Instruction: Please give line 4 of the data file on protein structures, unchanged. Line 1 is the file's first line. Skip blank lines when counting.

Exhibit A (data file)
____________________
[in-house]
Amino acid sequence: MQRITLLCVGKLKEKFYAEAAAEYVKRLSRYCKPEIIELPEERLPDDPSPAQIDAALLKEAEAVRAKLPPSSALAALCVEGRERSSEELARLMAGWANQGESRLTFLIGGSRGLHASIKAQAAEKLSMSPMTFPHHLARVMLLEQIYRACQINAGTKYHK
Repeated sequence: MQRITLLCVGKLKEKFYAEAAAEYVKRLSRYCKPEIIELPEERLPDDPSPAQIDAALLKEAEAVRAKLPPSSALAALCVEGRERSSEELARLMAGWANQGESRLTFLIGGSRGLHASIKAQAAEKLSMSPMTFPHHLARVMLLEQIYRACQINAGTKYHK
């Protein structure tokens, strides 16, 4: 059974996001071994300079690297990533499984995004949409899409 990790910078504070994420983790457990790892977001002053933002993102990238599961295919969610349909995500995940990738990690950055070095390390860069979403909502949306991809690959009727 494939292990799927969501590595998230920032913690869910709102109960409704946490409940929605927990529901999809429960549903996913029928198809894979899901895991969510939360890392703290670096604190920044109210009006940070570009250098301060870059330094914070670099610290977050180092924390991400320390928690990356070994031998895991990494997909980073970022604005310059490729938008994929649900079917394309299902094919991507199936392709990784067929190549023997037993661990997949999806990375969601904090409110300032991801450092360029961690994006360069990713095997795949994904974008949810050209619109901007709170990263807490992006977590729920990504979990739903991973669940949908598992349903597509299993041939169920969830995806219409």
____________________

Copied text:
């Protein structure tokens, strides 16, 4: 059974996001071994300079690297990533499984995004949409899409 990790910078504070994420983790457990790892977001002053933002993102990238599961295919969610349909995500995940990738990690950055070095390390860069979403909502949306991809690959009727 494939292990799927969501590595998230920032913690869910709102109960409704946490409940929605927990529901999809429960549903996913029928198809894979899901895991969510939360890392703290670096604190920044109210009006940070570009250098301060870059330094914070670099610290977050180092924390991400320390928690990356070994031998895991990494997909980073970022604005310059490729938008994929649900079917394309299902094919991507199936392709990784067929190549023997037993661990997949999806990375969601904090409110300032991801450092360029961690994006360069990713095997795949994904974008949810050209619109901007709170990263807490992006977590729920990504979990739903991973669940949908598992349903597509299993041939169920969830995806219409």